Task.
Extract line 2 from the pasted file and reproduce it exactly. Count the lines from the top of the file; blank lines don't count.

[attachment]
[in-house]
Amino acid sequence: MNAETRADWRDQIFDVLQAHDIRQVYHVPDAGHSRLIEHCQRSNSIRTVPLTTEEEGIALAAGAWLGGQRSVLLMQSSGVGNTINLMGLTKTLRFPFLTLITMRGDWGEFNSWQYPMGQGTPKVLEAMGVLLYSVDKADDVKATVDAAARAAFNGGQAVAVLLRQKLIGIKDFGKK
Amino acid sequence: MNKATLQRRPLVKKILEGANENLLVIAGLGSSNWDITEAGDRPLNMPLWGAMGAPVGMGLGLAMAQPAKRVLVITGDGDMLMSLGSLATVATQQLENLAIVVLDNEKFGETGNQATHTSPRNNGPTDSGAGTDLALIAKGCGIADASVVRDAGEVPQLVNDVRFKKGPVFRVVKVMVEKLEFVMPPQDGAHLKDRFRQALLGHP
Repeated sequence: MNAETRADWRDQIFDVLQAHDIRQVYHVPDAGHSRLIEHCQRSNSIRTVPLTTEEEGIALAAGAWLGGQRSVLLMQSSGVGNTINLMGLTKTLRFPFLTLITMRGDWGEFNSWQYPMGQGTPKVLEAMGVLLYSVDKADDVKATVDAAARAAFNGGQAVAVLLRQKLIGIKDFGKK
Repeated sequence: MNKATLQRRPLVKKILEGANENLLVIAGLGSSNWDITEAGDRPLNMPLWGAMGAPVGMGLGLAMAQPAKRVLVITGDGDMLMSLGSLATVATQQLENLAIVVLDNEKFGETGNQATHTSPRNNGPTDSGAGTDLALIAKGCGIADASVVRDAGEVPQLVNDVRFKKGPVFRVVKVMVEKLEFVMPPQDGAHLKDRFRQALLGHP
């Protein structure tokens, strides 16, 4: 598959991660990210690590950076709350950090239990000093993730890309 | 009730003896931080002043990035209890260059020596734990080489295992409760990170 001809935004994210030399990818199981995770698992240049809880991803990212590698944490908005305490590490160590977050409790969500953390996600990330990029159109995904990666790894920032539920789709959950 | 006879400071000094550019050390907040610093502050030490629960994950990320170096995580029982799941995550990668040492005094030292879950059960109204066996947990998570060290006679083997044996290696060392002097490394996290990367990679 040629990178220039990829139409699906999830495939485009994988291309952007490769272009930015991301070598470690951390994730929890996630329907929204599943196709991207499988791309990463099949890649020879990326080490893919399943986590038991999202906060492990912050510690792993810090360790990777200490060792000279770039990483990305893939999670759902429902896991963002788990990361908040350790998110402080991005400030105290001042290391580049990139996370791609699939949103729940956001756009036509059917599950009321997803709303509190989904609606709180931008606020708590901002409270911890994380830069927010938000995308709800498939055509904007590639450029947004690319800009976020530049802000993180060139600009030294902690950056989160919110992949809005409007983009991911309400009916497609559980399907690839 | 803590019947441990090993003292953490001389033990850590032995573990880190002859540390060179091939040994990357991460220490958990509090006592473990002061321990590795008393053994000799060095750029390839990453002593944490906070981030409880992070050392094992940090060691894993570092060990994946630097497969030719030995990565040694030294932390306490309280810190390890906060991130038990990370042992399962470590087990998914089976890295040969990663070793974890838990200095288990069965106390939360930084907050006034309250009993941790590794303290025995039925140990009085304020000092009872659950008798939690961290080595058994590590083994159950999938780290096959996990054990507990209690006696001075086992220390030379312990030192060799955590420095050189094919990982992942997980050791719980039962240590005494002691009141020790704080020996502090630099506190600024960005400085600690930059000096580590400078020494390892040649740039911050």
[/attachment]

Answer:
Amino acid sequence: MNAETRADWRDQIFDVLQAHDIRQVYHVPDAGHSRLIEHCQRSNSIRTVPLTTEEEGIALAAGAWLGGQRSVLLMQSSGVGNTINLMGLTKTLRFPFLTLITMRGDWGEFNSWQYPMGQGTPKVLEAMGVLLYSVDKADDVKATVDAAARAAFNGGQAVAVLLRQKLIGIKDFGKK